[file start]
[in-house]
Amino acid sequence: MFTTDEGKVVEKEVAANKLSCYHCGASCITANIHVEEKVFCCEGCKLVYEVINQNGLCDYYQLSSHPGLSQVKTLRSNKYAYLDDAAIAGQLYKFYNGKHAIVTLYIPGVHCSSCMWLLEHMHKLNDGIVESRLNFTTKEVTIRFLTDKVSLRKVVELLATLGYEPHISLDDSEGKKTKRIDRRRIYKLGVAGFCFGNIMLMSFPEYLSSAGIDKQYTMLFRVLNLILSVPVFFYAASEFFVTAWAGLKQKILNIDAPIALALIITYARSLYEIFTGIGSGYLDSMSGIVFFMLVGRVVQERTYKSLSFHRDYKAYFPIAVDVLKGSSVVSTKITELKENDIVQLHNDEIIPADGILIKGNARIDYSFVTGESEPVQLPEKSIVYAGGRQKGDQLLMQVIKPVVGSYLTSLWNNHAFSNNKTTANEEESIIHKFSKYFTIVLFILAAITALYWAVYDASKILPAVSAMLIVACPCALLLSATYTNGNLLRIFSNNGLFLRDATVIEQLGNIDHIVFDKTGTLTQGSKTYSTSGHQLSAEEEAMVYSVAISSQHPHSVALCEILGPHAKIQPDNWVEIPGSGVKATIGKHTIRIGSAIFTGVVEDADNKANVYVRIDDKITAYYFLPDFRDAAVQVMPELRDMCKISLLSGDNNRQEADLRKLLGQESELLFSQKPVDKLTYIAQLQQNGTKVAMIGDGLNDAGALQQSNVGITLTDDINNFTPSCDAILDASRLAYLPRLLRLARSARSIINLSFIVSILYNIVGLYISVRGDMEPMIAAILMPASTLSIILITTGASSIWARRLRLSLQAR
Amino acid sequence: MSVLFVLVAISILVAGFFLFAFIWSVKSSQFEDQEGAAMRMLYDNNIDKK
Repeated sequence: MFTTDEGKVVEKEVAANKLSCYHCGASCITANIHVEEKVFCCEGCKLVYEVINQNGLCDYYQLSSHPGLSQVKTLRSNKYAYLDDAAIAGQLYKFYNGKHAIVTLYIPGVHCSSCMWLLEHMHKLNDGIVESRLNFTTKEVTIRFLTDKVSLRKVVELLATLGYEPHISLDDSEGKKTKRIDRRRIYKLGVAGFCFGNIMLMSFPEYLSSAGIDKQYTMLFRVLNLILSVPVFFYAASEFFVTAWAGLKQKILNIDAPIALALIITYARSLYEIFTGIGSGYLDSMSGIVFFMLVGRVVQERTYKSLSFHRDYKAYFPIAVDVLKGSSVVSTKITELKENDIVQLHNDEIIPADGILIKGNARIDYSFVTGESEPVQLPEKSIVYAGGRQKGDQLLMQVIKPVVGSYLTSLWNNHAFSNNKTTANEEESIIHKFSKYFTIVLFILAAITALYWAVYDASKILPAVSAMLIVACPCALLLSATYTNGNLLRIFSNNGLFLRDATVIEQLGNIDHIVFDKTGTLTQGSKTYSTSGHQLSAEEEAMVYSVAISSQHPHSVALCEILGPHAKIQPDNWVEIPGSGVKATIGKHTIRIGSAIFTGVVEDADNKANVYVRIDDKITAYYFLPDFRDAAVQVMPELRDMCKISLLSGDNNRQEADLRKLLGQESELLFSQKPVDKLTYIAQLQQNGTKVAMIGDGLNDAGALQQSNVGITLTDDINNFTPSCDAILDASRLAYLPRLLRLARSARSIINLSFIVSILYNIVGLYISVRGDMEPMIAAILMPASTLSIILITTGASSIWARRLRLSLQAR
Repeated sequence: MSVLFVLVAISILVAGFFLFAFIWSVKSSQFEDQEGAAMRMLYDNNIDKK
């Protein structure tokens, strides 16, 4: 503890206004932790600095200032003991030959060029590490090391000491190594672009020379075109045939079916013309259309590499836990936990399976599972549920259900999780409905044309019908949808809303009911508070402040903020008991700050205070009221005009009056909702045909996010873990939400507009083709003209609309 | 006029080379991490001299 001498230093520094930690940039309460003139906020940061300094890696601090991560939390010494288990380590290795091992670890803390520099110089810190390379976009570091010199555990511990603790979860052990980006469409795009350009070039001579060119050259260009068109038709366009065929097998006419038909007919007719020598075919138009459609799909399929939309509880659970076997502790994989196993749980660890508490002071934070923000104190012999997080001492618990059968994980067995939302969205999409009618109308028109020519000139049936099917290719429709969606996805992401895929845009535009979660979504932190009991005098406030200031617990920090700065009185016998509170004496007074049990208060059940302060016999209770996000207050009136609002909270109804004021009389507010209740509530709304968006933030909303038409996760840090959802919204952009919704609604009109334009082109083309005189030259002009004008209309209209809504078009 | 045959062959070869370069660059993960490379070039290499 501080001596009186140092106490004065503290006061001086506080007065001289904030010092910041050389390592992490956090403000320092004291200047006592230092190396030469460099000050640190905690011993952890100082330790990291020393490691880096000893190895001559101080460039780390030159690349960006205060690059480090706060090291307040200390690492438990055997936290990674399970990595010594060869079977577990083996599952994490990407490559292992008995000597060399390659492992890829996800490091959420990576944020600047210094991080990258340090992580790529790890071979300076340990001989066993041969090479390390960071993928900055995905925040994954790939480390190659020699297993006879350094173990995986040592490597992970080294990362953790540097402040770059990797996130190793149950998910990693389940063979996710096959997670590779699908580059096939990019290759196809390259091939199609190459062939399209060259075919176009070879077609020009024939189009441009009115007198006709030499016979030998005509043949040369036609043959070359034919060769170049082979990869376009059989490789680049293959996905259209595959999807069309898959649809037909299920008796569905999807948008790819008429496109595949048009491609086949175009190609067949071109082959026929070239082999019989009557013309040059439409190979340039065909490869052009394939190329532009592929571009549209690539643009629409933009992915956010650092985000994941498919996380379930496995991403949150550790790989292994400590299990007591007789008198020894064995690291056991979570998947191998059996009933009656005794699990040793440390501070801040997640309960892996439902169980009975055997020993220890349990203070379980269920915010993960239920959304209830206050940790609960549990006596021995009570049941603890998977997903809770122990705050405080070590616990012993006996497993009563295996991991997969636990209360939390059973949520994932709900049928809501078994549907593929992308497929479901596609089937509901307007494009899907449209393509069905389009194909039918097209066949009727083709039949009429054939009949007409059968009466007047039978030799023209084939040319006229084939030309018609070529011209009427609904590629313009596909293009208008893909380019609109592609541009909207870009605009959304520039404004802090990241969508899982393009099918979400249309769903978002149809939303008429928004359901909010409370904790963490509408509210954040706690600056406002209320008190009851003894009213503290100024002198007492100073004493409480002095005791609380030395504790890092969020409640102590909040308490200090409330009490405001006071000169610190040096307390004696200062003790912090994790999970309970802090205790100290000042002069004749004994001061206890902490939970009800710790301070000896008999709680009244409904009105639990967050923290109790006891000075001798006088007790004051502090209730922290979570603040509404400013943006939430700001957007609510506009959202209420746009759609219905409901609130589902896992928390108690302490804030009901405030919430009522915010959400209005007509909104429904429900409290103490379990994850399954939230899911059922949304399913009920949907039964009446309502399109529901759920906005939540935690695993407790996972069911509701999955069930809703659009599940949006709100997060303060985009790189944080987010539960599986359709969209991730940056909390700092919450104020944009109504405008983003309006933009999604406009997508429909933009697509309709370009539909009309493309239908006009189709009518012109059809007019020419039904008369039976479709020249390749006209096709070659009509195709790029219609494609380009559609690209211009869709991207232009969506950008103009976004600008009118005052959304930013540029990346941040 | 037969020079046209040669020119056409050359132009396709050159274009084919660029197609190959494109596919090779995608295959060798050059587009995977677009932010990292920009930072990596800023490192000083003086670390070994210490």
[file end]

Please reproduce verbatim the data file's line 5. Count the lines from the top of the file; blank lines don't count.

Repeated sequence: MSVLFVLVAISILVAGFFLFAFIWSVKSSQFEDQEGAAMRMLYDNNIDKK